In a derelict old meat packing plant near the Chicago Stockyards, John Edel has a vision for a new kind of factory in Chicago, one that manufactures food. He sees a vertical garden hanging off rows of meat hooks; water tanks filled with tilapia feeding nitrates into adjoining aquatic lettuce beds; shared kitchen facilities for Chicago’s growing band of locally-sourced food suppliers; and a local brewer, baker, and ice cream maker. Whatever.
Operating independently but working in concert, Edel believes one business will supply the other. But here’s the beauty of it: they will generate tons of organic waste, enough, he hopes, to power a biogas-fed turbine that will take the building “off the grid” – requiring no outside energy to operate, and producing no waste to dispose of.
Edel doesn’t just see this. He’s making it happen in a 93,500 square-foot building on 46th street he has re-christened “The Plant.”
Urban Farming in Chicago
With the strong support of Mayor Emanuel, Chicago recently leapt into a growing urban agriculture movement with both feet. The city council approved one ordinances authorizing urban farming in Chicago, and another creating new rules for shared kitchen. Together, they redefine permitted activities in manufacturing districts to allow commercial production of plants and fish in hydroponic and aquaponic gardens, change a host of health department rules, and allow chefs and small food producers to share kitchen facilities on a permanent or temporary basis.
The Plant happens to be one of only two existing facilities that qualify on both fronts. (Iron Farm, home of the non-profit Growing Power, is the other.) And the funny thing is Edel is not even a farmer. He prefers to think of himself as a designer of sustainable manufacturing.
An Industrial Johnny Appleseed
Edel, 42, is a quirky guy. Tall and thin, he sports a rough stubble beard that makes him look like a modern day Johnny Appleseed. But that’s where the comparison ends. “I don’t have any real interest in being a farmer,” he says. “I did this because I love old factories so I’m always looking for ways to save, or salvage, or just keep them standing.”
That fascination with old factories began 35 years ago when he was a boy in Rogers Park, and his parents would take him to the Garfield Park Conservatory. He would sit in the atrium, he remembers, sketching pictures of the plants growing up along the rusted girders.
“This was before Garfield Park was restored, and you can see I was thinking more about palms and banana trees, but I’ve had this idea in the back of my mind forever,” he says. “I just find the combination of plants and girders really, really interesting.
Edel’s architectural interest earned him an MFA in industrial design from the University of Illinois Chicago, but artistic talents took him into television computer graphics. That’s when I met him in 2000 during his stint as the lead designer of 3-D virtual sets at the Chicago production house Post Effects.
At night and on the weekends, he would leave the virtual world and scour the area around Bubbly Creek, the Chicago river branch behind the Stockyards where meat packers would dump cattle carcasses, looking for an abandoned industrial space he could buy cheap, and reshape into his vision of the factory of the future. He had only one ironclad criterion: it had to have an adjoining railway spur where he could park the Pullman car he dreamed of someday buying.
He finally found it when he stumbled on the old Lowe Paint warehouse at 1048 W. 37th Street. The 24,000-square-foot building once served as the headquarters of Scooter World, but was better known in the city department of planning as Little Beirut.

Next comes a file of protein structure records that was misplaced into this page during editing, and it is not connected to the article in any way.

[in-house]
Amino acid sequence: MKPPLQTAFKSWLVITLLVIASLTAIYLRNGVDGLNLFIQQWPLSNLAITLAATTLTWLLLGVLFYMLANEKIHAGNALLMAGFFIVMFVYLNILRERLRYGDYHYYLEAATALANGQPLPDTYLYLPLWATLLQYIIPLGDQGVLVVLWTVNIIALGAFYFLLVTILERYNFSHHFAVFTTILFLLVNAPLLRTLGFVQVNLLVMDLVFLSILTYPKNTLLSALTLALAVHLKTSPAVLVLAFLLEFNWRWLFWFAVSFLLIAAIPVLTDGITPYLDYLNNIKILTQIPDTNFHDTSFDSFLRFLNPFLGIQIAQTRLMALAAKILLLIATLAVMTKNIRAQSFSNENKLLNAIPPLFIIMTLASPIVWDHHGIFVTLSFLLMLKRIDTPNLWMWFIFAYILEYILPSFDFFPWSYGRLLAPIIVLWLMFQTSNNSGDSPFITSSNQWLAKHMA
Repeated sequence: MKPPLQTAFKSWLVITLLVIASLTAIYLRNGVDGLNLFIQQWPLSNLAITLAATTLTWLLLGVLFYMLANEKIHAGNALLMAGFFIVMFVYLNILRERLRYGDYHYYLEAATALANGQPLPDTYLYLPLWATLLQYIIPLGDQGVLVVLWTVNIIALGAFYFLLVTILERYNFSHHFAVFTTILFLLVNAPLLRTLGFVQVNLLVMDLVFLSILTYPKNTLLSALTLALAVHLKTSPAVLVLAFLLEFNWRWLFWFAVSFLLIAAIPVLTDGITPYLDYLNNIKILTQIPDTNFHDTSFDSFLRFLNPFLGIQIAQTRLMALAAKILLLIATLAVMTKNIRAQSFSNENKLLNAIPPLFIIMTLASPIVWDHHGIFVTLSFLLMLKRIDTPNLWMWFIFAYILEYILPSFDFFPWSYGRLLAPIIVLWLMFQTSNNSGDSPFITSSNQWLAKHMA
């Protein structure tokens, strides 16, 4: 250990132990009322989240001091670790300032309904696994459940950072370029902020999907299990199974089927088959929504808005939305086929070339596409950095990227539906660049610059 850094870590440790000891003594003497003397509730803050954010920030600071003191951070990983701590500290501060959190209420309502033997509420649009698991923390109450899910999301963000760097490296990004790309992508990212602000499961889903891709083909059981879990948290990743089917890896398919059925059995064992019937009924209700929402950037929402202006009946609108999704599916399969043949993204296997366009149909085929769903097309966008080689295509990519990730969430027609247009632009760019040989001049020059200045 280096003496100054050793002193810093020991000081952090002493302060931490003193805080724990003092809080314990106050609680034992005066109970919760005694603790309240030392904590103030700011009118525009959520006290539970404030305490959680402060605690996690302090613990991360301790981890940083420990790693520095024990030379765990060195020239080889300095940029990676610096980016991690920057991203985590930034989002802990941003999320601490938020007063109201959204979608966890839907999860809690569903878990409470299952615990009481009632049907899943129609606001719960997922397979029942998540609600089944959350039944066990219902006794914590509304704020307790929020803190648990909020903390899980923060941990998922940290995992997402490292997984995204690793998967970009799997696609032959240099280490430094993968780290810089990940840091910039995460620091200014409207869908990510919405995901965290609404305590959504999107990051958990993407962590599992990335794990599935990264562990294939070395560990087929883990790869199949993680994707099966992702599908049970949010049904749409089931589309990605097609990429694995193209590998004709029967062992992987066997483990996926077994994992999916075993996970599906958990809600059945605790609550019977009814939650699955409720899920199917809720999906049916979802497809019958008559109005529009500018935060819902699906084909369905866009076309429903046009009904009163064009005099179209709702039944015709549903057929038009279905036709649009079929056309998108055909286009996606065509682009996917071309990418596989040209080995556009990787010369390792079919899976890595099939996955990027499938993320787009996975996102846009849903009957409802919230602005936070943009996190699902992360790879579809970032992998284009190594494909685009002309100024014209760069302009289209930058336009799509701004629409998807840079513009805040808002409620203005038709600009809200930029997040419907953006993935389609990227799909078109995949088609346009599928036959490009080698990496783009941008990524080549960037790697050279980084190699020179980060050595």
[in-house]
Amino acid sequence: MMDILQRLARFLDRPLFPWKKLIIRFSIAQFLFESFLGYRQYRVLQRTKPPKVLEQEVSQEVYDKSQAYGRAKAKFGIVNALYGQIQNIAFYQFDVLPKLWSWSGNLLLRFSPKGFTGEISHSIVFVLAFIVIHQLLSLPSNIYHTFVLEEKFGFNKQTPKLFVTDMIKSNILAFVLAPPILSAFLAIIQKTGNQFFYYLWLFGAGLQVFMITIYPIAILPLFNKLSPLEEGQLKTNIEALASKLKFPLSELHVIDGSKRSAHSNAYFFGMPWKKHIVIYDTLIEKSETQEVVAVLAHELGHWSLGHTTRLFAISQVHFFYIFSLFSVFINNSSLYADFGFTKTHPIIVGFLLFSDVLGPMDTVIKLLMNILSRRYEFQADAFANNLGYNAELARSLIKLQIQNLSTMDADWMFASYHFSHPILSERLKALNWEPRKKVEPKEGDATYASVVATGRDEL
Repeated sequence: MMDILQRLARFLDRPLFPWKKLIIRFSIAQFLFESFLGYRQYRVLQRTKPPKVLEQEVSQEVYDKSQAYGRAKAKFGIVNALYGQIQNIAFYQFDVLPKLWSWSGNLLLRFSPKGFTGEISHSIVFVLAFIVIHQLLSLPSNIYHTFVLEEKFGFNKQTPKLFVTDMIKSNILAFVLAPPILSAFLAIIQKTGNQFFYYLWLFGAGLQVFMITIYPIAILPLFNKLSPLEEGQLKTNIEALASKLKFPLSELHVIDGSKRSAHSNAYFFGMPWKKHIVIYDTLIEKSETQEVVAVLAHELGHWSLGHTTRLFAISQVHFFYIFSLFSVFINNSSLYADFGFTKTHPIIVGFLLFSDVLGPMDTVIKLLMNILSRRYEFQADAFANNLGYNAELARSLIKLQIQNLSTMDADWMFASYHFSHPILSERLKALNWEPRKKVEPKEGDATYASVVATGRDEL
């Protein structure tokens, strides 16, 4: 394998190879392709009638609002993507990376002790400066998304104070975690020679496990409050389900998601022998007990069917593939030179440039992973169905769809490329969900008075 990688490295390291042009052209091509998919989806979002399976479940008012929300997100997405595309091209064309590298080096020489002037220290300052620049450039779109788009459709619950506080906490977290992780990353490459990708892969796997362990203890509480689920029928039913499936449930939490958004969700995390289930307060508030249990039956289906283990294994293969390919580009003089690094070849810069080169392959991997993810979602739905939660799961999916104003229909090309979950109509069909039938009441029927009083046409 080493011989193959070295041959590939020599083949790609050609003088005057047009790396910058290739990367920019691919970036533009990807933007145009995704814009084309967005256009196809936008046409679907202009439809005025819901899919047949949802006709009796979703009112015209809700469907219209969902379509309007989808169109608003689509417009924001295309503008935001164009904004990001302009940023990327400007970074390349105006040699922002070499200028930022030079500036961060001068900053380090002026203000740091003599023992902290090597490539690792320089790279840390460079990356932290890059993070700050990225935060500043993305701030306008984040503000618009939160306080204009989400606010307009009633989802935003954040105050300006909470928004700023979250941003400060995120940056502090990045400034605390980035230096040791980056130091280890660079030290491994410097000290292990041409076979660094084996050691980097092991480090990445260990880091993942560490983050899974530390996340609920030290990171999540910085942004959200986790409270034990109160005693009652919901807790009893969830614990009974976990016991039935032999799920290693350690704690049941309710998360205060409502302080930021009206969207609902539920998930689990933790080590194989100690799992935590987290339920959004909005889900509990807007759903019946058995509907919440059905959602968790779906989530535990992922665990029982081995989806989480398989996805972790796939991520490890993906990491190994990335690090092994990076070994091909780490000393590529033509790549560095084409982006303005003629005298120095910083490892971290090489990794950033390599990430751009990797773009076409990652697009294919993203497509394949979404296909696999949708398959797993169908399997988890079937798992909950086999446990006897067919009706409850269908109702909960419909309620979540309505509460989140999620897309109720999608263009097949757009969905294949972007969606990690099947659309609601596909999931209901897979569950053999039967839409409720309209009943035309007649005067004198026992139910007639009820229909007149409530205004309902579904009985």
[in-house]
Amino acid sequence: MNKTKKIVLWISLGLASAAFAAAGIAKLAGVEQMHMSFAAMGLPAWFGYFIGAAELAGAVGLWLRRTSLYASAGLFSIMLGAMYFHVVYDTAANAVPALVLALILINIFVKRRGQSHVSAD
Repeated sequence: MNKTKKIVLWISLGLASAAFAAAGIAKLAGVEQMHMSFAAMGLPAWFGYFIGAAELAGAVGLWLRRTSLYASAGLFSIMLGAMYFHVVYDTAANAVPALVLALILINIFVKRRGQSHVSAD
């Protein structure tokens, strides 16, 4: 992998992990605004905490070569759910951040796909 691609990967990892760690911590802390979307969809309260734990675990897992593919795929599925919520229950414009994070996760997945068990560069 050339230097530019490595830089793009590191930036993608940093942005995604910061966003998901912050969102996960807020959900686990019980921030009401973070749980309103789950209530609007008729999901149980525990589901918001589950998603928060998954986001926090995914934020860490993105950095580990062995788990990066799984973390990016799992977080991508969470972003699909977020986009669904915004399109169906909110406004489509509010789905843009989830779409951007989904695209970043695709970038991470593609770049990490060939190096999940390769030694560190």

Edel formed a company called Bubbly Dynamics to buy it in 2002. No sooner did he take possession than he discovered a white motorcycle gang run by a man named Cowboy was living in the building, barricaded behind old motorcycle parts. At night, they would explode cardboard boxes of acetylene on the loading dock and shoot out the neighbors windows; during the day, they’d get into mean and murderous fights among themselves over small sums of money .
Sheriff’s deputies had to evict them. When they left, Edel attacked the building with a cadre of friends toting sledgehammers. (His demo parties were legendary.) Bringing the building back to life took four years. One reason was that Edel insisted on salvaging anything that could be re-cycled. His crew pulled nails from old boards to reuse them in the interior decor, stacked bricks on pallets for resale, and, if they found an old industrial machine with no apparent use, saved it for display as lobby art.
In the process of re-imaging the place, Edel experimented with all manner of energy-efficient building materials, a microprocessor controlled condensing boiler, hydronic water pumps zoned to control heat and air conditioning, and high-efficiency lighting systems. He built a small aquaponic garden in the basement to learn more about how it really worked, and planted the roof with varying shades of greenery that, when viewed from a Google Earth camera, resolve into the face of his daughter Zoe.
Today, his Chicago Sustainable Manufacturing Center has about a dozen small business tenants, including artists, a small bicycle manufacturer, a screen-printing company, metal fabricator and metal finishing firm. But the adjoining Pullman car that spawned the dream never materialized because railroad officials wouldn’t approve the access route. And Edel was itching to move on to bigger things.
“A Farm and Something Else”
The Plant at 1400 W. 46th Street is four times the size of Edel’s first building, and his plans for it are four times more ambitious.
His experience building out Bubbly Dynamics showed him that as much as he did to save energy, he still didn’t have a way to generate it, and thus fulfill his longtime ambition to operate off the grid. So he started looking for a second building––with his childhood sketches still rattling around the back of his head.
“I knew I wanted to do a farm and something else,” he said. He didn’t know exactly what that “something” but a brewery was always part of the original concept. Why? Because a brewery generates high concentrates of distilled grain waste that are ideal for making biogas, and Edel had become convinced that bio-fuels were a potent source of manufacturing energy.